By Dan Murphy
The public got a look at preliminary design plans for the $1 billion Back Bay/South End Gateway project during a meeting sponsored by the Boston Redevelopment Authority the Boston at the Common Hotel and Conference Center on Wednesday, May 11.
Boston Properties Inc. intends to transform the MBTA Back Bay station and the existing 100 Clarendon St. parking garage, along with the entire block bound by Dartmouth, Stuart, Clarendon streets and Columbus Avenue, as well as four air-rights parcels, into a sprawling 1.26 million square-foot, mixed-use complex. The new development includes plans for three new towers that would accommodate residential, retail and office space, including a 26-story office tower with retail on the ground level at Dartmouth and Stuart streets. As part of the plan, a second floor would be added to the T station and the Boston Concourse would also be restored and improved.
Mike Cantalupa, senior vice president of Boston Properties, said the ramp for the Massachusetts Turnpike at the project would remain open in the base study, although the design team would look at other alternatives.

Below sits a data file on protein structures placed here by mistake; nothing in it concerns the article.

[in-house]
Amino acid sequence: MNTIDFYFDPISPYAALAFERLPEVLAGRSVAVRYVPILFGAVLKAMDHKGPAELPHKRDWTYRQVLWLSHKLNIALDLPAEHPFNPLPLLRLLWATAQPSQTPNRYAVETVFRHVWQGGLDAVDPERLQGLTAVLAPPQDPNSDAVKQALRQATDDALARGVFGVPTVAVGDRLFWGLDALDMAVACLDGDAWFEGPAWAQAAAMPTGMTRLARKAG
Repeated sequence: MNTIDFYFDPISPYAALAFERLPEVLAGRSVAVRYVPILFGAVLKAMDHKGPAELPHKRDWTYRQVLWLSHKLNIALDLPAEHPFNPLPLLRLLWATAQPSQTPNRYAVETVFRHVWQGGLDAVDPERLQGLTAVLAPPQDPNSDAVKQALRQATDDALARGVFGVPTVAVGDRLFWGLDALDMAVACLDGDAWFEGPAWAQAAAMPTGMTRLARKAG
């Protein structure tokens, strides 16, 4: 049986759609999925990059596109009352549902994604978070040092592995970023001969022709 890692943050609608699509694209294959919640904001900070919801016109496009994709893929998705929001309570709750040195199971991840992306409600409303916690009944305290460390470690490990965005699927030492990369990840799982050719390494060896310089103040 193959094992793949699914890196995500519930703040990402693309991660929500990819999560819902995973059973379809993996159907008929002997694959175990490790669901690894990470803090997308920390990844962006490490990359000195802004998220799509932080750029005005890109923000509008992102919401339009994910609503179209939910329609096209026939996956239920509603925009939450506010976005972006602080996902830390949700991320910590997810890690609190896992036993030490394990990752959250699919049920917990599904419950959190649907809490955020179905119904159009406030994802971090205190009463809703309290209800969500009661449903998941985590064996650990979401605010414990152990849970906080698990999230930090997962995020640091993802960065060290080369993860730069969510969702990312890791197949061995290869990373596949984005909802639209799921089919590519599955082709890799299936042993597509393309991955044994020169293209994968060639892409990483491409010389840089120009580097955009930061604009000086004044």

Melissa Shrock, Boston Properties senior project manager, said the developer is currently working to bring current retail tenants at the existing garage to the new location.
Charlie Denison, advocacy chair for the Cambridge non-profit Livable Streets Alliance, urged the design team to ensure that the new station provides adequate space for access and to accommodate waiting passengers.
While findings from the pedestrian-level wind study for the project have yet to be released, the deign team has identified the scope of the study and monitoring sites.
The project’s shadow impact would be minimal, although it would cast a small shadow on the northeast corner of Copley Square at noon on Dec. 21 – one of four days selected each year to study its impact, the deign team said. South End resident Bill McCarthy objected to the description of the project site as a “blighted area” in the Project Notification Form (PNF) and asked that it be removed from the document.
“It demeans our property values by using language like that in public filings,” McCarthy said.
The public comment period for the project has been extended to June 17. Comments can be submitted to Christopher Tracy c/o Boston Redevelopment Authority, One City Hall Plaza, Boston, MA 02201, or via e-mail to Christopher.Tracy@Boston.gov.